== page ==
Potsdam physicists are working on various surfaces, such as semiconductors. Of particular interest to them is how one material covers the surface of another. If islands of lead on silicon surfaces are prepared in such a way that they are only a few atomic layers thick, then the electrons are trapped in them in a very small space. Their energy therefore no longer varies continuously as in thicker islands. They form quantum mechanical standing waves. The quantum mechanical energy states of the electrons in lead correspond to those in a one-dimensional "box". When the thickness of the layer is increased, energy oscillations occur. Until now, scientists have only been able to determine the exact layer thickness of the lead islands to an atomic level. It was therefore unclear whether high electron energy belongs to an even or uneven number of atomic layers. By measuring electrostatic forces on the surface of the lead islands using atomic force microscopy, researchers, including Prof. Dr. Regina Hoffmann-Vogel from the University of Potsdam, have now been able to show that the islands have an atomic layer thinner than previously suspected. These latest research results have now been published in the journal "Physical Review Letters".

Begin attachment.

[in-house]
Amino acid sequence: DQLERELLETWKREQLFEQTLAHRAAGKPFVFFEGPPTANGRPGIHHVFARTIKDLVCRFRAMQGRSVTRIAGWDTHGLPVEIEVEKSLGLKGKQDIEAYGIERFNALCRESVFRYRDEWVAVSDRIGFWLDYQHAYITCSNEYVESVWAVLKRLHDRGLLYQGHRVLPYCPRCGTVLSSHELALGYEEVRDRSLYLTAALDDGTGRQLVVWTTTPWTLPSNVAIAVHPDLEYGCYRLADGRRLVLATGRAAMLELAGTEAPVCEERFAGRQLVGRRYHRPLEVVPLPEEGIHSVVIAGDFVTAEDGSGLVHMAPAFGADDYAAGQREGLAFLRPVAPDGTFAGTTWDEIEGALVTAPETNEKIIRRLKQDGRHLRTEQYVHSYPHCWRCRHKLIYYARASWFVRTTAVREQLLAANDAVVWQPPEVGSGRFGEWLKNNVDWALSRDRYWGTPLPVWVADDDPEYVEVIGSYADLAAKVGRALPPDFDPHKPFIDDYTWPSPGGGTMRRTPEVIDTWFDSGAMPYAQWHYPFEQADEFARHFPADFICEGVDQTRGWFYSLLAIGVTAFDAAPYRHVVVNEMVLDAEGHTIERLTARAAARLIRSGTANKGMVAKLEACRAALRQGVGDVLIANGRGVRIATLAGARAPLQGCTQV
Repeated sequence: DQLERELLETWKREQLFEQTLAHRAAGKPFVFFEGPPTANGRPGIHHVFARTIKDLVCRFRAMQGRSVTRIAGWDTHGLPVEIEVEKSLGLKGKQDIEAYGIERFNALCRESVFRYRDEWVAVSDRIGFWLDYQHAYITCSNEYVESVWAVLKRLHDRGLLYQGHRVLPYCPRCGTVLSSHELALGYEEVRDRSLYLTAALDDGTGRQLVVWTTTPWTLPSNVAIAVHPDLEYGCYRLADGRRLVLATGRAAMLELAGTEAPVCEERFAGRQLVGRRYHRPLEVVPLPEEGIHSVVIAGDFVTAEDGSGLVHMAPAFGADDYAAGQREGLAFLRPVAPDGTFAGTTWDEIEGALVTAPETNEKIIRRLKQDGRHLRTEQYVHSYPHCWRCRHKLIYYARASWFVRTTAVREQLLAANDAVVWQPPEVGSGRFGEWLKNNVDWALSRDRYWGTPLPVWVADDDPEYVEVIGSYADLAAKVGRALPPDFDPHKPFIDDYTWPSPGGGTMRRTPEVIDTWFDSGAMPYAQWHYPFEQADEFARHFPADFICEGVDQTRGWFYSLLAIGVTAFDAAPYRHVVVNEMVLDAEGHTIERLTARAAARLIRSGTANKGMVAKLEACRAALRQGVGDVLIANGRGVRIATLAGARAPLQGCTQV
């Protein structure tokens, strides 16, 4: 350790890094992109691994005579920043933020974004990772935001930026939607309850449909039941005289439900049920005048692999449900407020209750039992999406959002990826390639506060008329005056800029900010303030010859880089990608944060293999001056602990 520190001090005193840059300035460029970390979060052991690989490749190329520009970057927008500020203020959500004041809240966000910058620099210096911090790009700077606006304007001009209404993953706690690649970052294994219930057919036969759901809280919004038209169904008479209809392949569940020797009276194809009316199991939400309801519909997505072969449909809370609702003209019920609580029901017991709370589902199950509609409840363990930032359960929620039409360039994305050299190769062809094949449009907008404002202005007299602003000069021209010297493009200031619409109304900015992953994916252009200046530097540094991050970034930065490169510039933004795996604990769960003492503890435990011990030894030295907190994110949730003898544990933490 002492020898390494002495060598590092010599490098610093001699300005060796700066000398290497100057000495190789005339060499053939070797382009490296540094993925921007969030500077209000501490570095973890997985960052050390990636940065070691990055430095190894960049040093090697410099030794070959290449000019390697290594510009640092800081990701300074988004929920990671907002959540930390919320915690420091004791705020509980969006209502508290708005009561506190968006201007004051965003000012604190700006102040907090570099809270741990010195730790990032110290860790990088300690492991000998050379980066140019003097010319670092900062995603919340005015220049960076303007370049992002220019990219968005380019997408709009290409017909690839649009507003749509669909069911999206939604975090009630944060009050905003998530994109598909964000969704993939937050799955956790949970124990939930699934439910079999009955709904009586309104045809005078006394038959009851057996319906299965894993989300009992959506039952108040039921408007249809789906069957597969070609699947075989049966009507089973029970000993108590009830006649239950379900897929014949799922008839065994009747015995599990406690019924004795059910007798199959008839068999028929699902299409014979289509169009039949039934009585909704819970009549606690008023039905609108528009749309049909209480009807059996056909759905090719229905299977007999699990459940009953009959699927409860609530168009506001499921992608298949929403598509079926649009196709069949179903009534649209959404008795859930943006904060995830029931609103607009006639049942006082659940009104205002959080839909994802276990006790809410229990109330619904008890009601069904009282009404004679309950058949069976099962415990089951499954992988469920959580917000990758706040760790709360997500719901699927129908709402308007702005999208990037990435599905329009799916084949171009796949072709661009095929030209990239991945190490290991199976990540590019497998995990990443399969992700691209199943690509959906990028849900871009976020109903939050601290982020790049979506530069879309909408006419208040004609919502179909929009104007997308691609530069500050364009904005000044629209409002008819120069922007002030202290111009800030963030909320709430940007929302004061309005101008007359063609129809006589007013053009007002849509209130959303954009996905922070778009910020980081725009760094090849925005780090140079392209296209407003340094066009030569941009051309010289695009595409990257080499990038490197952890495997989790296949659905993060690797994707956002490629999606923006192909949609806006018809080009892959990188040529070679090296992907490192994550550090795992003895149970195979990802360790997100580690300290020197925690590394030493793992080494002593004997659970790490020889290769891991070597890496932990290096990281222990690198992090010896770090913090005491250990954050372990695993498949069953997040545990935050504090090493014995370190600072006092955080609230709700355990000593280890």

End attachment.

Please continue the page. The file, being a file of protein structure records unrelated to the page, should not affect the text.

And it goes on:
Further information: https://journals.aps.org/prl/abstract/
Contact: Prof. Dr. Regina Hoffmann-Vogel